My husband, I’ll call him Cowboy, was the one who encouraged me to consider moving to the country. And I confess, my three story single girl charming character colonial on a tree-lined street just didn’t suit my new rugged groom. With that black hat of his tipped just so, he is reminiscent of an Old West hero, don’t you think? He’s my Michael Landon all day long. And Pa needs to be in the country. He just doesn’t fit in next to Nels and Harriet Olson. No matter how adorable the house.
And so I agreed to move on from my oh so feminine and meticulously decorated house I’d called home for ten years and start a country chapter in a new one with Cowboy.
It wasn’t too hard of a decision. After all, from a decorating and design perspective, my girl power tricked out Martha Stuart house was done – I’d redone all the rooms (twice) and exhausted this pallet. I’d had the hardwood floors refinished, painted the plaster the perfect shade of blue, and updated the kitchen (yes, granite – of course). I was secretly itching for a new project anyway, and this idea of a new canvas seemed like a great adventure to embark on with my new leading man.
It was a brisk North Dakota winter afternoon and we were exhausted from a full day of house hunting the first time Cowboy and I walked into what would become my favorite room to date – a four season porch tucked into the back corner of a river house.
With its bank of windows on two sides, I found myself standing in an indoor space that melded into the outdoors. The world beyond the glass was frozen by Mother Nature and I was transfixed by it, frozen by awe. Perched just atop a bend in the river, the scene beyond the panes framed a picture of oak tree branches reaching into the newspaper sky, the iced river meandering like a snapshot of forgotten summer beneath it.
And so this jaw dropping porch in what Cowboy and I would come to refer to as The River House soon became . . . my favorite room.
Because you got it, we bought it.
I am now going to tell this story a bit backward, for the picture you see here is the “after” picture of the porch. And I’m doing that on purpose because, well, the house when we bought it was, ah hem . . . in need of much love.
Ok, who am I kidding, it was awful. Absolutely hideous. From the bug filled florescent lights in the kitchen to the choppy and strange floor plan to the explosion of pink paint and floral wallpaper (yes, you read that correctly – pink paint – this was Barbie’s vacation home when we found it) – the entire thing was just god awful.
If a new project was what I needed, this house was not going to disappoint.
But before I had a chance to start plotting any transformation at all, I’d start my mornings in my new favorite room on the couch with that view stretched before me, hot coffee and crisp newspaper in hand. I watched geese skate in for a landing across the ice, and later as the water began to flow again and flood the bank just a bit, ducks and their baby caravans would navigate the grasses on the edges.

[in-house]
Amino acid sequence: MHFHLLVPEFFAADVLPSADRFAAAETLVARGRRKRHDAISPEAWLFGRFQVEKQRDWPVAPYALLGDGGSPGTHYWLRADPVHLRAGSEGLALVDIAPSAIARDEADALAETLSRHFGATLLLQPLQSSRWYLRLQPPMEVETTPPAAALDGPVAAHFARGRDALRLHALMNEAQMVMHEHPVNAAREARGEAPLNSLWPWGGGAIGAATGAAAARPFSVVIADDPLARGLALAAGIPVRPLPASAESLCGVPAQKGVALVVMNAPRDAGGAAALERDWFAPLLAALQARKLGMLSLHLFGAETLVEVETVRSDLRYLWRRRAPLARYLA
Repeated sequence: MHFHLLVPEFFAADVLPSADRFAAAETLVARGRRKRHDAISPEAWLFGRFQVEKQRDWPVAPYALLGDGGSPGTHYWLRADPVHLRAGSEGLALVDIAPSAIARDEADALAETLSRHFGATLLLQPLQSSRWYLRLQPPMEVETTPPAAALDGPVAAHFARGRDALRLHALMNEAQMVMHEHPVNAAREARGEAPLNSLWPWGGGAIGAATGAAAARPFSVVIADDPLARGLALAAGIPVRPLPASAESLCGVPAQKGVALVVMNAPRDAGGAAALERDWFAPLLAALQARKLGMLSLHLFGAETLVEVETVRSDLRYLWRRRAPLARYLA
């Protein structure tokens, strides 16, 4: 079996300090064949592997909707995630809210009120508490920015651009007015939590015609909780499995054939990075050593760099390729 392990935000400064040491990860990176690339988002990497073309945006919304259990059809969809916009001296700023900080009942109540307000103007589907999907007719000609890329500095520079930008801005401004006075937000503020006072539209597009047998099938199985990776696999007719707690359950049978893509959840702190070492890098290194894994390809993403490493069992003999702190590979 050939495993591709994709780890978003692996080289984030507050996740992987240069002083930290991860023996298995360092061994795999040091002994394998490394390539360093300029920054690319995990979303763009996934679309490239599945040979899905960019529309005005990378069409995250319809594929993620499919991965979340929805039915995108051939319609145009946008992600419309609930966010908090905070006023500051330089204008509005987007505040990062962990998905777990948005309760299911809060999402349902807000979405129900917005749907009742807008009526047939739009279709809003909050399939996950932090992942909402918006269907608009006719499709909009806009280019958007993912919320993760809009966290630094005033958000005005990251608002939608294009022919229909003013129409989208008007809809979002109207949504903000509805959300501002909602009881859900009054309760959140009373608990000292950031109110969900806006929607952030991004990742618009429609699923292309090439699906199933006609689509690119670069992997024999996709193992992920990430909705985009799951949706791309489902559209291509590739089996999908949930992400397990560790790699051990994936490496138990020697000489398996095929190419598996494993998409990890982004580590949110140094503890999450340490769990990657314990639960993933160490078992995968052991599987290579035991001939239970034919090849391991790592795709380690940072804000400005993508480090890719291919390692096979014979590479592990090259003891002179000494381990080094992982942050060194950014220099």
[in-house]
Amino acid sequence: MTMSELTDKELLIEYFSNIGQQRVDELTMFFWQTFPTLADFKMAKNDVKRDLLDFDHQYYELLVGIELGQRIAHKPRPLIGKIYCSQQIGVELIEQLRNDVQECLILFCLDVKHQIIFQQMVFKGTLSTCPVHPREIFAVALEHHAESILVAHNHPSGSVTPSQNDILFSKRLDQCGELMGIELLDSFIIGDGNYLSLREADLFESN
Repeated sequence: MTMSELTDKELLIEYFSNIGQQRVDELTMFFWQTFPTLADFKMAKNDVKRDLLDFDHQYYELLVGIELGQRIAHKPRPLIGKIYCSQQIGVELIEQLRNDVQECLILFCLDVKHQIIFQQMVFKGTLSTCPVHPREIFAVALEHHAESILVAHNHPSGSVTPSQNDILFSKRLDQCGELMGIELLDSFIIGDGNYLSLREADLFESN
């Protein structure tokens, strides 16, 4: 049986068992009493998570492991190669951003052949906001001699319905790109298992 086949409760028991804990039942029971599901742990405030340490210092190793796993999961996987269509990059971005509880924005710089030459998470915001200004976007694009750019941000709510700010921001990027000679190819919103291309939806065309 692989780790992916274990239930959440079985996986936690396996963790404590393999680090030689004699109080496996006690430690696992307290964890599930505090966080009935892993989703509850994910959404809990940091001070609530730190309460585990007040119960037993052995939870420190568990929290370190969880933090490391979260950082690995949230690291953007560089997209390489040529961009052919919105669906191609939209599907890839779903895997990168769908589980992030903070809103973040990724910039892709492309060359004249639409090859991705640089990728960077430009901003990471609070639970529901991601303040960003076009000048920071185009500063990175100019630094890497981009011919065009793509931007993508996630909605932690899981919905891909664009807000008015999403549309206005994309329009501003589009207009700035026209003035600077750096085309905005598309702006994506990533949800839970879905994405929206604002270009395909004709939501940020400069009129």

In the two years since from the windows of this porch, I’ve watched flocks of wild turkeys waddle through my backyard, a lone coyote duck in and out of the grass before evading further detection, pheasants glide gracefully across one side of the river to the next, and endless deer traipse here and there, their ears forever turning and sensing, their white flag tails chasing their leaps.
But best of all I’ve watched a hundred sunrises bring the promise of a new day from this very spot.
Wallpaper border? What wallpaper border? For the first several months that we lived here I just absorbed what was outside the windows, not inside.
But eventually, it was time to get down to business. And so it began, the transformation of the view on the inside of the glass, which is the mismatched disaster that you see below in the before picture of the porch.
Design Elements of The Porch
Wallpaper. This means war.
The first thing to go was the oh so 80’s floral wallpaper border along the top. Scalding hot water in a spray bottle and a whole lot of elbow grease is the only recipe I’ve found in all my years of wallpaper war, of which I am a tenured veteran.
Cowboy knew full well my makeover intentions for the porch, but his timeline is always “someday” and mine is always “yesterday”. Somehow that translates into “today” in our marriage. And the porch project was no exception. It started with me proclaiming that “Today is the day!” and that I would be starting the process, with or without him.
Cowboy said, “Have at it!” and promptly left the room. An hour later he wandered in and was not impressed with my methods or progress. Before long, he was on a ladder and had a much larger percentage of the wallpaper border gone faster than you can say “Yee Haw!”
Design Tip ~ If you need wallpaper removed get yourself a cowboy. Or at least someone with some biceps. It does go faster.
Paint & Color Commitment.
Next, the original pale yellow paint was replaced with Benjamin Moore’s 2014 color of the year, Revere Pewter. (Note: I love this color! It is the perfect calming shade of grey, and it changes as the light changes. It calming and serene. I would dye my hair this color if it wouldn’t make me look like I was 100 – I love it that much.)
Design Tip ~ Pinterest is a great place to find paint suggestions. Don’t pour over paint swatches until you’re so overwhelmed you’re in a fetal position on the floor of Lowe’s. Instead, start pinteresting like a maniac and find three colors that you like the look of the most. Few people can really envision what a color will look like when it is surrounding them on four sides. Use Pinterest. That is where I found Revere Pewter!